New research shows that between 440 million and 880 million tons of insects are eaten every year by around 27 million tons of spiders.
The study, published in the journal The Science of Nature, estimates that the amount of food that spiders ingest annually can be compared to the volume of food that whales consume each year, a number that stands between 300 million and 550 million tons of food.
Martin Nyffeler, a biologist from the University of Basel in Switzerland, and Klaus Birkhofer from the Brandenburg University of Technology in Germany conducted the study.
The scientist evaluated spiders from seven terrestrial biomes: tropical forests, temperate and boreal forests, tropical grasslands and savannas, temperate grasslands and Mediterranean shrublands, annual cropland, deserts and Arctic tundra.
From the 45,000 species of spiders identified in the world, scientist estimate that there are around 131 spiders per square meter of land on the planet, and in some cases, the estimate rises to 1,000 spiders per square meter.
The employed methods
Spiders are predominantly carnivores; they feed on insects and in some cases other spiders. Researchers found it difficult to measure the impact of spiders on their prey because they often hunt at night or at places that are difficult to watch. For this reason, they started by measuring the number of spiders in the world.
Researchers used previously published data containing the weight of all the spiders (biomass) in the world from seven terrestrial biomes. Afterward, they used a global land cover for each type of environment to estimate spider biomass on the planet, arriving at 25 million metric tons (27 million U.S tons).
Once they estimated the spider’s biomass, Nyffeler and Birkhofer used two methods to determine the amount of food that the arachnids consume yearly.
The first method was calculating how much food a spider needs to survive, depending on its body mass. For most spiders, they estimate that the number stands at 0.1 milligrams of food per milligram of spider, or about 10 percent of the spider’s body weight on a daily basis.
However, for desert spiders, which have evolved to survive under difficult circumstances, the number stands between 0.01 and 0.04 milligrams of food per milligram of a spider. Researchers were able to estimate a range of food varying from 507 million to 772 million U.S tons (460 million and 700 million metric tons of prey per year).
The second method they employed consisted in extrapolating data from researchers on the field, meaning that they studied data from scientists that had counted the number of preys a spider eats. With this method, they estimated a food range between 435 million and 887 million U.S tons (395 million and 805 million metric tons).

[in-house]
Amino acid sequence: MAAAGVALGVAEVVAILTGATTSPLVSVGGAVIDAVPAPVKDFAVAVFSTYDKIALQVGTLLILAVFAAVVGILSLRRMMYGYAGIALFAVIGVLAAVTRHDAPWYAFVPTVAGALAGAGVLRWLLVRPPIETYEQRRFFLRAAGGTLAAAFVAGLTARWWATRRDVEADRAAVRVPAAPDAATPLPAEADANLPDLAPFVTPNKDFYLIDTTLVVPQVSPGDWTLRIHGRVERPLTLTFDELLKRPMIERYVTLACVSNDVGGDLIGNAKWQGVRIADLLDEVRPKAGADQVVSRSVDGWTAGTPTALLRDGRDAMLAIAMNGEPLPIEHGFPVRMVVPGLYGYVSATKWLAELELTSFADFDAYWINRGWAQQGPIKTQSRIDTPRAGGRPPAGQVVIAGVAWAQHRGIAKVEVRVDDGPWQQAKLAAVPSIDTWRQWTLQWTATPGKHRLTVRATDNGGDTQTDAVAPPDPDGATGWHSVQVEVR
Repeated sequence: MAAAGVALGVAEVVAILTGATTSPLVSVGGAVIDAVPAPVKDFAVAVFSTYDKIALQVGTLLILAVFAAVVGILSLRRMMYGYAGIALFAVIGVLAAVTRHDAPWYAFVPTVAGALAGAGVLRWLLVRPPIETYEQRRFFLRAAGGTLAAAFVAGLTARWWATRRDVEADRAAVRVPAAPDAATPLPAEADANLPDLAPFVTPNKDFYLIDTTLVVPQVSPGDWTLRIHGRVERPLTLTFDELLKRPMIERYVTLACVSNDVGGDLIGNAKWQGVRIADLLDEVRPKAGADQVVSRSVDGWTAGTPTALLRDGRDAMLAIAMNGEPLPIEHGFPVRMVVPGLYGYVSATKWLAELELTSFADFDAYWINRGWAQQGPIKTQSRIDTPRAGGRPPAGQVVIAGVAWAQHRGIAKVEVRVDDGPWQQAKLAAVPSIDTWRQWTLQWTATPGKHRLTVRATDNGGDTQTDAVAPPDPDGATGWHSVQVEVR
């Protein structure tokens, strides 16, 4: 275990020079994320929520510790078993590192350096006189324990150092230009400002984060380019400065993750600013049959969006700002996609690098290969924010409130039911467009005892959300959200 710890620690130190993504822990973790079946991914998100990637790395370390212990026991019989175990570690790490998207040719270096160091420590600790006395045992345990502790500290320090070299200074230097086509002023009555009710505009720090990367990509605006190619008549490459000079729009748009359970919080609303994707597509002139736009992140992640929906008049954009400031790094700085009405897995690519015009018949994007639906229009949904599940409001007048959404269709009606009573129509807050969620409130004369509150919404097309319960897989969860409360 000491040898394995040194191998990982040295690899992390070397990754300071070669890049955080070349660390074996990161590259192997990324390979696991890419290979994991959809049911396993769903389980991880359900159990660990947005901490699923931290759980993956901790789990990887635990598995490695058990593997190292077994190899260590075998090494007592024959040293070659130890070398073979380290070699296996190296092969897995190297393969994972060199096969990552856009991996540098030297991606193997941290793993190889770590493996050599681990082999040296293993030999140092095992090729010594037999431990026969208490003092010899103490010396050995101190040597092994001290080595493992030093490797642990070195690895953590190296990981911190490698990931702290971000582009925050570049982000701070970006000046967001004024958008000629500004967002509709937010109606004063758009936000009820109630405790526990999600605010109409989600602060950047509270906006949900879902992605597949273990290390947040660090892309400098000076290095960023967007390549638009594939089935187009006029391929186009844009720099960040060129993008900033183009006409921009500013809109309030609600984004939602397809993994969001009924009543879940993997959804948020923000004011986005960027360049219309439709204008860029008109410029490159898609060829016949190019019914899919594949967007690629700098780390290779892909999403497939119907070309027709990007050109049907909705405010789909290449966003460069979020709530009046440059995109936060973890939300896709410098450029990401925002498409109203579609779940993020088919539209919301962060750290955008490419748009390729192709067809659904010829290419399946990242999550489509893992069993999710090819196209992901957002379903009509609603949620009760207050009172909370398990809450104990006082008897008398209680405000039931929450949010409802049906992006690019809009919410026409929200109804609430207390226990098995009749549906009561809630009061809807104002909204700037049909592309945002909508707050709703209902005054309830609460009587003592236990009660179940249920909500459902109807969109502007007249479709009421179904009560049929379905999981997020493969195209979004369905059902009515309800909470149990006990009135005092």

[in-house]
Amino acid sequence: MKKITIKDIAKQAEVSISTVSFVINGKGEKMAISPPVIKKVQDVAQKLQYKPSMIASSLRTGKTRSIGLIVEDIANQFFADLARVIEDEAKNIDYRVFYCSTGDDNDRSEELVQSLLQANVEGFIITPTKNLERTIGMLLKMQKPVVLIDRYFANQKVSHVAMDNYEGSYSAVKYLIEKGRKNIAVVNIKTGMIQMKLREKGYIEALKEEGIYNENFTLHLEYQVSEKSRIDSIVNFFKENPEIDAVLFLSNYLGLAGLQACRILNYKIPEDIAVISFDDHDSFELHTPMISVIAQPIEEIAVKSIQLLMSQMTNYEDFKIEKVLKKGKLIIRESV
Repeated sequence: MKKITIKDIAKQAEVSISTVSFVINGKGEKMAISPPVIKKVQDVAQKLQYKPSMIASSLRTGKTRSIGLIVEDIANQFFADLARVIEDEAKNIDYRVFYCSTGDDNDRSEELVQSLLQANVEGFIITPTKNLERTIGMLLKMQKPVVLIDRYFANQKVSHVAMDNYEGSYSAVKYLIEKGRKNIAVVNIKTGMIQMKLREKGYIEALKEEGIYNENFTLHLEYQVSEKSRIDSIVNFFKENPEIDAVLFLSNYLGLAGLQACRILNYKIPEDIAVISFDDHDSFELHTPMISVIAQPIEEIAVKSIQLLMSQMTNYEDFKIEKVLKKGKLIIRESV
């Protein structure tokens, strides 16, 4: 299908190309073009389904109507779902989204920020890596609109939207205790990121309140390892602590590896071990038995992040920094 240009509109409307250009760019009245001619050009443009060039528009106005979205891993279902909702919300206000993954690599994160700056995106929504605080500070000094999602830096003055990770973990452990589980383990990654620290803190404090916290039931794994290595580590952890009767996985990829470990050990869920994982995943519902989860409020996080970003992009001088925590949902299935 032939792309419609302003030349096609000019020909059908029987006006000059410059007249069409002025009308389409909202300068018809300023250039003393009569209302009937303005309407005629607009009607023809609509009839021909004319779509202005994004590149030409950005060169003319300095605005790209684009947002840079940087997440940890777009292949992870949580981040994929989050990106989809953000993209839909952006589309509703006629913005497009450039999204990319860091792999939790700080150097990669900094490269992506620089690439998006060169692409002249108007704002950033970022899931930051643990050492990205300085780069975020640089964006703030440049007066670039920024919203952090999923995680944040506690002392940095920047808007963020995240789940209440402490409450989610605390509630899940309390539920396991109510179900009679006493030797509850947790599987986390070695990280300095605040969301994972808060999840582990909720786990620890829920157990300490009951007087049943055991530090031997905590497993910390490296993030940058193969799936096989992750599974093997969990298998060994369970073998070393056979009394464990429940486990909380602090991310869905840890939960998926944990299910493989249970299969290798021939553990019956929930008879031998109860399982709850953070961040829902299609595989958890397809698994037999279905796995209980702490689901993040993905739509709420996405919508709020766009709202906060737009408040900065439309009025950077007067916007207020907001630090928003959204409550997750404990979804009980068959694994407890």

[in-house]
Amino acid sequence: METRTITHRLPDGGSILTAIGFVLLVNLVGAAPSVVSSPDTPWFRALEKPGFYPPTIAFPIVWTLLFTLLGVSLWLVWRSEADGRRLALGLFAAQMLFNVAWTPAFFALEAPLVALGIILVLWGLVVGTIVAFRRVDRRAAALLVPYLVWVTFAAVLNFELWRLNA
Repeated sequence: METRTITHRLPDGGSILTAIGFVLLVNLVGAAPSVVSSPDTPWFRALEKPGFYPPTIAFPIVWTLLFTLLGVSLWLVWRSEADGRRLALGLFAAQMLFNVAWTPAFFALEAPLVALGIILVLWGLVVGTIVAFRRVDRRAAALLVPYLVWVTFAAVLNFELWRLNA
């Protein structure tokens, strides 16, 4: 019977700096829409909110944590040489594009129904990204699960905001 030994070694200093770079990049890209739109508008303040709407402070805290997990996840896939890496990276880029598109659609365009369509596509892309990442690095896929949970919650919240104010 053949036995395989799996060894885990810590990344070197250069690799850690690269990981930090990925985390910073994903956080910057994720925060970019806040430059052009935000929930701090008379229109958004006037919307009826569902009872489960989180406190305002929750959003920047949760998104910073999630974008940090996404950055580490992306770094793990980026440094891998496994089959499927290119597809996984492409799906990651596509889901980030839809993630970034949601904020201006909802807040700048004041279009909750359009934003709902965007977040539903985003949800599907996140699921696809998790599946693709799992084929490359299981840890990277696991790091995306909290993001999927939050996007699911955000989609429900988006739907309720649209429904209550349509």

Researchers can’t tell how many spiders there are in the world
The authors found that insects and collembolans -springtails, like fleas- make up for about 90 percent of spider’s prey. The other 10 percent -which is associated with larger species of spiders- is distributed among worms, small vertebrates like birds, bats or mice, and even snakes.
The study also shows that spiders from forests and grasslands kill almost 95 percent of the prey. This happens because spiders in forests and grasslands have more ground to cover and their habitats are rarely disturbed by humans. In turn, spiders living in annual crops, for example, have to deal with pesticides as well as human activities, and they only make up for less than 2 percent of the annual prey kill.
Martin Nyffeler talked to Live Science regarding his research, and he explains that for now, it is impossible to determine how many insects are needed to get to 800 million U.S tons, or how many spiders are required to put together 27 million tons.
He claims that there’s too much variation in the estimates, seeing that no one has been able to assess how many spiders there are in the world. He added that in 1947, a British arachnologist estimated that there were approximately 2.2 trillion spiders in England and Wales alone.
Nyffeler and Birkhofer concluded their research noting the spiders’ unique role in terrestrial food webs.
“The estimated standing biomass of the global spider community is impressive. There are few groups of terrestrial predaceous arthropods that can compare with spiders in terms of abundance and biomass. An exception are ants, but most species of ants are omnivorous” they wrote on the research.
Source: Live Science